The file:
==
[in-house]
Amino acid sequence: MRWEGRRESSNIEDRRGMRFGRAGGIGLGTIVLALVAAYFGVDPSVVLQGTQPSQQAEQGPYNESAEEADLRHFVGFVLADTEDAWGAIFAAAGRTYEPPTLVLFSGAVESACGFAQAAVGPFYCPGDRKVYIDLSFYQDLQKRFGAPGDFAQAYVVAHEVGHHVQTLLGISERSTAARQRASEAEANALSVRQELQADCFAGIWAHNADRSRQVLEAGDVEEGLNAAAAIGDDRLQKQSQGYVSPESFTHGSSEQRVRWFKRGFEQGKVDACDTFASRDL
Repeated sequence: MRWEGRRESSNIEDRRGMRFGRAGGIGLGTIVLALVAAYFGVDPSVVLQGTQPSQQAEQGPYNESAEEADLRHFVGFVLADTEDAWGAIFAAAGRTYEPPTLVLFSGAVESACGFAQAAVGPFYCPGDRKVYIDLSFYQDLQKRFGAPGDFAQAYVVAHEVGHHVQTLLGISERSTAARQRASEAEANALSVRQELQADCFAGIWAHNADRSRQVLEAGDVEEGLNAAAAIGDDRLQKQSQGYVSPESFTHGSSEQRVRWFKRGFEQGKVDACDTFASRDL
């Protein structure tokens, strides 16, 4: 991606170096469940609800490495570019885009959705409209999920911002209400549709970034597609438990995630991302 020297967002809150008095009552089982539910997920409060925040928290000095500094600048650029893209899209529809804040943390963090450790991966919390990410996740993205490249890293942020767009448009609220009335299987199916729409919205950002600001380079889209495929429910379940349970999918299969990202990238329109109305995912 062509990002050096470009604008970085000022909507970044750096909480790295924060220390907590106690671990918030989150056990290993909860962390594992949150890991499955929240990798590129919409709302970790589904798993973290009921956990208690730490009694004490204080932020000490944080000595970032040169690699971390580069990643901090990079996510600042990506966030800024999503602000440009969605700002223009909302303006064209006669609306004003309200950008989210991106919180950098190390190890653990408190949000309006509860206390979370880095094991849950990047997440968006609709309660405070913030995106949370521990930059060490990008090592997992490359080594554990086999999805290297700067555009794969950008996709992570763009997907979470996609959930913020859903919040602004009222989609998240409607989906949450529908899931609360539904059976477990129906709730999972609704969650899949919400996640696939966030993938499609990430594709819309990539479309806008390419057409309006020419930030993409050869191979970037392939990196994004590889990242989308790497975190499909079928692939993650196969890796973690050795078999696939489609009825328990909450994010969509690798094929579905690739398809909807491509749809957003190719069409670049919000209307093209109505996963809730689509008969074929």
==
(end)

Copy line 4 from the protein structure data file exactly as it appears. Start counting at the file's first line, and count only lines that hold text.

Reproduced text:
């Protein structure tokens, strides 16, 4: 991606170096469940609800490495570019885009959705409209999920911002209400549709970034597609438990995630991302 020297967002809150008095009552089982539910997920409060925040928290000095500094600048650029893209899209529809804040943390963090450790991966919390990410996740993205490249890293942020767009448009609220009335299987199916729409919205950002600001380079889209495929429910379940349970999918299969990202990238329109109305995912 062509990002050096470009604008970085000022909507970044750096909480790295924060220390907590106690671990918030989150056990290993909860962390594992949150890991499955929240990798590129919409709302970790589904798993973290009921956990208690730490009694004490204080932020000490944080000595970032040169690699971390580069990643901090990079996510600042990506966030800024999503602000440009969605700002223009909302303006064209006669609306004003309200950008989210991106919180950098190390190890653990408190949000309006509860206390979370880095094991849950990047997440968006609709309660405070913030995106949370521990930059060490990008090592997992490359080594554990086999999805290297700067555009794969950008996709992570763009997907979470996609959930913020859903919040602004009222989609998240409607989906949450529908899931609360539904059976477990129906709730999972609704969650899949919400996640696939966030993938499609990430594709819309990539479309806008390419057409309006020419930030993409050869191979970037392939990196994004590889990242989308790497975190499909079928692939993650196969890796973690050795078999696939489609009825328990909450994010969509690798094929579905690739398809909807491509749809957003190719069409670049919000209307093209109505996963809730689509008969074929």